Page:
Anesthesiology developments in Europe

Anesthesiology developments in Europe

Rapidly effective, short-acting intravenously administered anesthetics increasingly are being employed in European ambulatory surgery because of ease of infusion administration, simpler control of anesthesia, rapid onset and equally important, rapid recovery after completion of the surgical procedure. One of the early intravenous analgesics used was Rapifen, chemically related to fentanyl, but with lower potency. Rapifen was developed by Janssen Pharmaceutica (Beerse, Belgium) a wholly owned subsidiary of Johnson & Johnson (New Brunswick, New Jersey). Subsequently Diprivan (propafol) marketed by Zeneca Pharmaceuticals (Macclesfield, England) has been very widely adopted for use in day-surgery procedures as well as in general anesthesia applications. Propafol has been widely reported as a reliable IV anesthetic suitable both for induction and maintenance of anesthesia. The greatest advantage reported has been rapid patient recovery after anesthesia. Glaxo Wellcome has developed the first in a new class of IV anesthetics and analgesics, Ultiva (remifentanil) which has recently received FDA clearance. Ultiva is already marketed in Germany and Glaxo Wellcome expects to receive clearance shortly for most of the remaining European Union countries. Ultiva is characterized by an extremely fast onset and offset of the anesthetic action.

Opportunities in gas monitoring market

As more anesthetic gas agents are introduced to the European market, the need for additional monitoring capabilities provides market opportunities. pneuPAC (Luton, United Kingdom) has developed the Model 770 System 4 anesthetic monitor for Sevoflurane and Desflurane as well as regular monitors for Halothane, Ethrane and Isoflurane. The monitor unit also includes a paramagnetic oxygen monitor as a hypoxic prevention device. Marquette Hellige (Roissy, France) produces the SAM, or Smart Anesthesia Multi-Gas module, which identifies Halothane, Isoflurane, Enflurane and Desflurane as well as measuring inspired and expired values for C[O.sub.2], [N.sub.2]O and [O.sub.2]. Marquette Hellige also has the RAMS dedicated mass spectrometry system which will monitor for up to 10 different gases simultaneously in the operating theatre, ICU or anywhere where breath-to-breath monitoring of both inspired and expired gases is needed.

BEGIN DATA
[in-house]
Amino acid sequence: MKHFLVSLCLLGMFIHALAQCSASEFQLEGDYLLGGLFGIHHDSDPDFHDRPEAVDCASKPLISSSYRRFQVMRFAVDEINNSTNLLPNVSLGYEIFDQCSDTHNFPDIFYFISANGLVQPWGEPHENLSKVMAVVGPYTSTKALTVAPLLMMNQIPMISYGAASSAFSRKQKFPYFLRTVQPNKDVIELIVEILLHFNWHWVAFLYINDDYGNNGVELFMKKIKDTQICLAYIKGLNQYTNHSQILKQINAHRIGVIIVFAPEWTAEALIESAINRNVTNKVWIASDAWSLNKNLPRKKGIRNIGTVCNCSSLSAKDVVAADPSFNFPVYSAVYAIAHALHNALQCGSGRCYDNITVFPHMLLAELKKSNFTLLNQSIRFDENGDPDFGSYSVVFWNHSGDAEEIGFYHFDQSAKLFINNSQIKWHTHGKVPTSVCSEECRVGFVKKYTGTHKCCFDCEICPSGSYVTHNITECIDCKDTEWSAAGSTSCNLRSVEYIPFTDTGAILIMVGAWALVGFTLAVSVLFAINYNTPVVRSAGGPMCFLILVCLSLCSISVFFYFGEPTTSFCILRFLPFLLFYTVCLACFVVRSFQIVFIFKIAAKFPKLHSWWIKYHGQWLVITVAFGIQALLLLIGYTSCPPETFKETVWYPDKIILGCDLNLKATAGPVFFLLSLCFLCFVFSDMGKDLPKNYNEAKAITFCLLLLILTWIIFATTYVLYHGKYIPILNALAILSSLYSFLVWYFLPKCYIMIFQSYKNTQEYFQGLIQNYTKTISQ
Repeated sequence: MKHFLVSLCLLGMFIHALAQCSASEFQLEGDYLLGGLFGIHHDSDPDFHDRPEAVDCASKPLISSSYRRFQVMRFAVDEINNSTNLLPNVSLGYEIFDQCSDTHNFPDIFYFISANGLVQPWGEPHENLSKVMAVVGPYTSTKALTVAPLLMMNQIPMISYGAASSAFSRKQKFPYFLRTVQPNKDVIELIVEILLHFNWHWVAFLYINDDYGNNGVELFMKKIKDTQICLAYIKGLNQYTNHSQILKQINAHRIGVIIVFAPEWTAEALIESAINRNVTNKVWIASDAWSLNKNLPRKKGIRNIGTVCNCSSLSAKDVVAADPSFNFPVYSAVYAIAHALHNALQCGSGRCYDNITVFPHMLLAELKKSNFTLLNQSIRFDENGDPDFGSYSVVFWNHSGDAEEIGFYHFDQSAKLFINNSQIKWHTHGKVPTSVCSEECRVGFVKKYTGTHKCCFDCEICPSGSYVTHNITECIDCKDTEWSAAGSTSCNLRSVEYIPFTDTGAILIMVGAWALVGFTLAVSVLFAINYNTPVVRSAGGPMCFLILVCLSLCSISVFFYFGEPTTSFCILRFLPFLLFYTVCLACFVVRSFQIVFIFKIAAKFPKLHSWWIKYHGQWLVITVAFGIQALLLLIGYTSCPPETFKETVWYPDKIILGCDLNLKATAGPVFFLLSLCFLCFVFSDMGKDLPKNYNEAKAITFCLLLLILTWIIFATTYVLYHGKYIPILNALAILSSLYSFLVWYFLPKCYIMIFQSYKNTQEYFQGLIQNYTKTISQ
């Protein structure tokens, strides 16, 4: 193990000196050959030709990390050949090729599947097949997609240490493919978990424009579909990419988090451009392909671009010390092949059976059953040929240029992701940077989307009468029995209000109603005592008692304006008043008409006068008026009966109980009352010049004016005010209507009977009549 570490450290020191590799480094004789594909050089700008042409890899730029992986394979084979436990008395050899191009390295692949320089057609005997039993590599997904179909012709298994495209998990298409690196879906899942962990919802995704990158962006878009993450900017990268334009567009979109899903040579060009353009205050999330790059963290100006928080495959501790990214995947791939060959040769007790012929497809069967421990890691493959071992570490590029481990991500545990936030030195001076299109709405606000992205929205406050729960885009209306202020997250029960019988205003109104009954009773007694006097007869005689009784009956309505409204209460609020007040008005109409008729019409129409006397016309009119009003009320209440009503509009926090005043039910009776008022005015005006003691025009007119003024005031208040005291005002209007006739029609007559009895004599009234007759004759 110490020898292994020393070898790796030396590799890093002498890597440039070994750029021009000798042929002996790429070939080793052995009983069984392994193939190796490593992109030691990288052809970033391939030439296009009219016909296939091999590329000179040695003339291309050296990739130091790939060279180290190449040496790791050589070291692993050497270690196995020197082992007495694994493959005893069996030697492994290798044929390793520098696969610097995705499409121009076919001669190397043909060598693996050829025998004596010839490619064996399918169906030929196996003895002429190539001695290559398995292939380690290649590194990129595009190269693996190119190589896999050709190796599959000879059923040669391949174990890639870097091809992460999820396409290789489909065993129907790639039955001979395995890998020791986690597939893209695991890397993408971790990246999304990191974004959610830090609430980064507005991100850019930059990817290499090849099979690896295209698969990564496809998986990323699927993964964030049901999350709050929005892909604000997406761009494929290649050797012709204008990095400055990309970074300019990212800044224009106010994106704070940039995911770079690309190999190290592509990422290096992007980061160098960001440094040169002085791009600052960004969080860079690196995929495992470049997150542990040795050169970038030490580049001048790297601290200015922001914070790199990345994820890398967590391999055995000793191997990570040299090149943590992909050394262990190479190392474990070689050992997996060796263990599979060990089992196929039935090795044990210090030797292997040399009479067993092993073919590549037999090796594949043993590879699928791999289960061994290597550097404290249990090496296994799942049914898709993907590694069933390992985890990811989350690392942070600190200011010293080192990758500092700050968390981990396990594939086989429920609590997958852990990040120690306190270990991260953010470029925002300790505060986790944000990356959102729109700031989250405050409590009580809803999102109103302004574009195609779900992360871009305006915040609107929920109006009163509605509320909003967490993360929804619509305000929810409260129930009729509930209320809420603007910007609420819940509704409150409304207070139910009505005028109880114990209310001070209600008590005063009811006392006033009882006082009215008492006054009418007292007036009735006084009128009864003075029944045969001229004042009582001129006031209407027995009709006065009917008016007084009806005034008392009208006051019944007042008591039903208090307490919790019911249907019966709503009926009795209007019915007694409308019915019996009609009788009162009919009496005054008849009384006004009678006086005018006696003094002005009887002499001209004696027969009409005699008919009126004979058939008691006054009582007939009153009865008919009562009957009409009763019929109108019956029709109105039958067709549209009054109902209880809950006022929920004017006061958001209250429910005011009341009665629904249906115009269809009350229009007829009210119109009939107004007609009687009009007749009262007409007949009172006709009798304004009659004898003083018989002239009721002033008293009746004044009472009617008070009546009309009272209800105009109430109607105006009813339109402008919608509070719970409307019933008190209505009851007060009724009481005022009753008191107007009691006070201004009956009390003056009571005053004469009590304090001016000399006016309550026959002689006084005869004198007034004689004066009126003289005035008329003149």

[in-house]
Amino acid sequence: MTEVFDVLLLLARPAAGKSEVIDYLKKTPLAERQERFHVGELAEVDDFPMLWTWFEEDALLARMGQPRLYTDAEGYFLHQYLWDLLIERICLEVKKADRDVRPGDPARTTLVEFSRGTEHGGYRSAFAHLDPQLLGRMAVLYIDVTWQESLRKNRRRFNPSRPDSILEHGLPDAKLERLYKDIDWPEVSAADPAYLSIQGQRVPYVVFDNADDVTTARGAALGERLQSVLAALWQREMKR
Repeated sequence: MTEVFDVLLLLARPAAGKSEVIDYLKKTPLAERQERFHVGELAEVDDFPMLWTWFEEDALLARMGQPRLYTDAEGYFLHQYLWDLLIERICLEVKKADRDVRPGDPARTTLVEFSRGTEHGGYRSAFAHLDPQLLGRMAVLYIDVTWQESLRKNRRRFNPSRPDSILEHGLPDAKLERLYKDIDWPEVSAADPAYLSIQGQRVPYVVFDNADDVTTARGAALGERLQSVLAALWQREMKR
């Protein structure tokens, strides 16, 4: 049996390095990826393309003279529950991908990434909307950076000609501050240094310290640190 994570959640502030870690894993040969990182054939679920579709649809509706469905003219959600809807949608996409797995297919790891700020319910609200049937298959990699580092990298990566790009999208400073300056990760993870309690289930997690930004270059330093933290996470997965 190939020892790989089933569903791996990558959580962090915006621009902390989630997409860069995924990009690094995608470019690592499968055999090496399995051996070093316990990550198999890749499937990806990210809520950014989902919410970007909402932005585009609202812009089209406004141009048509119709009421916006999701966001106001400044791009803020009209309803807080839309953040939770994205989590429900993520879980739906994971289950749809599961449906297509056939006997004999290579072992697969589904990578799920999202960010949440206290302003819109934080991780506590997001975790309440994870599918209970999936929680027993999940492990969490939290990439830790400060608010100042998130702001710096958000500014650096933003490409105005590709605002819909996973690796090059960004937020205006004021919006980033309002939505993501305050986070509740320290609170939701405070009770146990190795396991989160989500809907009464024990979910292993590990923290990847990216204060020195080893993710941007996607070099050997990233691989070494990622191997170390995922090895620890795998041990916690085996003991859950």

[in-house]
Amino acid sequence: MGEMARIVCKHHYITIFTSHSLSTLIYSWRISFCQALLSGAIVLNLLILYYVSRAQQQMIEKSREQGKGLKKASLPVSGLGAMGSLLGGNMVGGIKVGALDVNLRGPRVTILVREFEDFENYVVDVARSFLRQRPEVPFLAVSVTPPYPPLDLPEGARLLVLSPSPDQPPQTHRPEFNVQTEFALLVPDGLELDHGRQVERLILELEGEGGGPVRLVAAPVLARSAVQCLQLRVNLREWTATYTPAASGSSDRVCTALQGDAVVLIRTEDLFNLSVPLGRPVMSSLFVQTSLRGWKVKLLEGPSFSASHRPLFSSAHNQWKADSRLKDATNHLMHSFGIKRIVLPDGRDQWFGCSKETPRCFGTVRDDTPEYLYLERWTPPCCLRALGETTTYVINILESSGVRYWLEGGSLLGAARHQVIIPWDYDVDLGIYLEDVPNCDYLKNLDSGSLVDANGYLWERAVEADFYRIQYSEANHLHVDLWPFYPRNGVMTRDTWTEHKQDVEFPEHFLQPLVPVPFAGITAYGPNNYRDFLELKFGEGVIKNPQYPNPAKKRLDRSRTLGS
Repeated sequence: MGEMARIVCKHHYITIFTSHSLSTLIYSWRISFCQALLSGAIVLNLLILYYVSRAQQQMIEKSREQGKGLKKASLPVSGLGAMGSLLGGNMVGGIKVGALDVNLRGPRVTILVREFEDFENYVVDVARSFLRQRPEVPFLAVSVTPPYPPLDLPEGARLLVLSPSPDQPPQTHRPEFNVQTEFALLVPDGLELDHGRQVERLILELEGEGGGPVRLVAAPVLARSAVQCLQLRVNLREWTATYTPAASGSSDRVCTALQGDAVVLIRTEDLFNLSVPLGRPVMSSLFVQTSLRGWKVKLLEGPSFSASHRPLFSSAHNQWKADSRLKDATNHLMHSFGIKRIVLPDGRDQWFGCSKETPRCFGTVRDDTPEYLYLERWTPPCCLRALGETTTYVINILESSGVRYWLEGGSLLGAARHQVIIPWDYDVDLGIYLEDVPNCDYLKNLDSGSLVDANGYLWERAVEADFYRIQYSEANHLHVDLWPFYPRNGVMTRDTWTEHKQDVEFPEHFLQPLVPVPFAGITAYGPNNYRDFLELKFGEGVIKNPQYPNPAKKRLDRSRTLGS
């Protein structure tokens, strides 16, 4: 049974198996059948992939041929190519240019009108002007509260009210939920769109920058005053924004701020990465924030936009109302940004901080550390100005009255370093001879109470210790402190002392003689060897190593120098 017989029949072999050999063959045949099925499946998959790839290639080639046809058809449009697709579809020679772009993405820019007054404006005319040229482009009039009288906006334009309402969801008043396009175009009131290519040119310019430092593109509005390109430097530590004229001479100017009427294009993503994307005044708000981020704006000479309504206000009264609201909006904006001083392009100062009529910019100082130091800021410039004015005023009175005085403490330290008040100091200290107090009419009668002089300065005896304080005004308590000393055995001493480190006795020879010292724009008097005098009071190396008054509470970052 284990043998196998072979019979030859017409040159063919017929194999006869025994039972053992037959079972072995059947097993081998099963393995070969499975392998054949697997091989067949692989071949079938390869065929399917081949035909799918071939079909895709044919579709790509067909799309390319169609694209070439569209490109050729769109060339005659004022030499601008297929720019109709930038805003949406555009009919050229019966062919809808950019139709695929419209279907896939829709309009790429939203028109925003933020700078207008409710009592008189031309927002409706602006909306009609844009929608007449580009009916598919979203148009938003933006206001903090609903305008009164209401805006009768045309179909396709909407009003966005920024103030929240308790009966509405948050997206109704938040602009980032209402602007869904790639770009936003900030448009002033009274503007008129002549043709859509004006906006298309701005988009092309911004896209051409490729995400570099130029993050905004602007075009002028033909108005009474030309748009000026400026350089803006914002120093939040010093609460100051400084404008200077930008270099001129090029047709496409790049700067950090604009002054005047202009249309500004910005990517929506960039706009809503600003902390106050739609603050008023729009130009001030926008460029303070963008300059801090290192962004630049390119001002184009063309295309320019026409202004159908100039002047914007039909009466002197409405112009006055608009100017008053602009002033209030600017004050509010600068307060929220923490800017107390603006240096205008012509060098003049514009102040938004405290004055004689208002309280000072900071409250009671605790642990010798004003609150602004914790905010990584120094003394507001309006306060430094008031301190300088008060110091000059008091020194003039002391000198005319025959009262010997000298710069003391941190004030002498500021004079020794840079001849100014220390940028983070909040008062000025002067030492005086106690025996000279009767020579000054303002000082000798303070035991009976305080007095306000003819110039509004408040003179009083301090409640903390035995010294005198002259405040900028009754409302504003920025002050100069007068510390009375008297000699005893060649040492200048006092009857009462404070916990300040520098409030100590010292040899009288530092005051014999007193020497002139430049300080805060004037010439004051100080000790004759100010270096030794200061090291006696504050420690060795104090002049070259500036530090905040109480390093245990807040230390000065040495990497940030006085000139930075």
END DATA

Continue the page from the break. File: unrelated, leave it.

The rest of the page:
Anesthetic infusion systems

Becton Dickinson (Franklin Lakes, New Jersey) recently introduced to the European market the B-D Master TCI computer-controlled anesthetic infusion system, intended for use with Zeneca’s (London) Diprivan. The Master TCI system incorporates a pharmacokinetic model named Diprifusor, also developed by Zeneca.

Originally developed at the University of Glasgow (Glasgow, Scotland) by Professor Gavin Kenny, head of anesthesia at the HCI (Health Care International) Medical Center at Clydebank, near Glasgow, the Master TCI device automatically adjusts to a targeted concentration level in the blood, so improving patient recovery and reducing adverse side effects. The Master TCI system is produced at Becton Dickinson’s plant in Brezins, France, and is scheduled to be available in Europe by the end of 1996.

Fresenius (Bad Homburg, Germany) has developed the Injectomat TIVA (Total IntraVenous Anesthesia) programmable infusion pump system which offers differing modes of operation including initial bolus, basic infusion, maintenance bolus or any combination of modes. Other European infusion pump suppliers include B. Braun Medical Division (Melsungen, Germany), Disetronic (Burgdorf, Switzerland), Foures (Bordeaux-Gradinan, France), Intercare (Or Yehunda, Israel) and Miciel (Athens, Greece).

New anesthesia workstations

Chirana-Prema (Stara Tura, Slovakia) has designed the compact modular Anemat N8-950 apparatus produced to full ISO standards and with comprehensive gas scavenging, monitoring and alarm modules. The Omega 2000 from Siare (Crespellano, Italy) is its top-of-the-line anesthesia/resuscitation volumetric electronic ventilator system. It has now been joined by the Babytron which is a microprocessor-controlled ICU ventilator for children and neonates. Weighing only about 16 pounds, the Babytron interfaces with most gas monitoring systems. Dragerwerk (Lubeck, Germany) has used high technology and ergonomic design to provide simplicity of operation with its new Julian anesthesia workstation, which has all functions displayed on a single screen.

Table 6

European OTC Drug Expenditures, 1995

(Per-capita consumption in U.S. $)

Vitamins/ Cough/Cold/ Pain Gastro-

Country Minerals Allergy Relief intestinal

Belgium 6.35 15.38 8.83 9.82

France 7.39 11.65 8.10 10.25

Germany 8.39 9.10 5.87 7.62

Italy 4.21 3.92 2.36 5.50

Netherlands 2.25 3.66 2.25 2.68

Spain 2.06 1.78 3.36 2.31

Switzerland 5.29 13.58 9.82 7.12

U.K. 3.86 4.00 5.03 3.73

Source: The BBI Newsletter

COPYRIGHT 1996 A Thomson Healthcare Company

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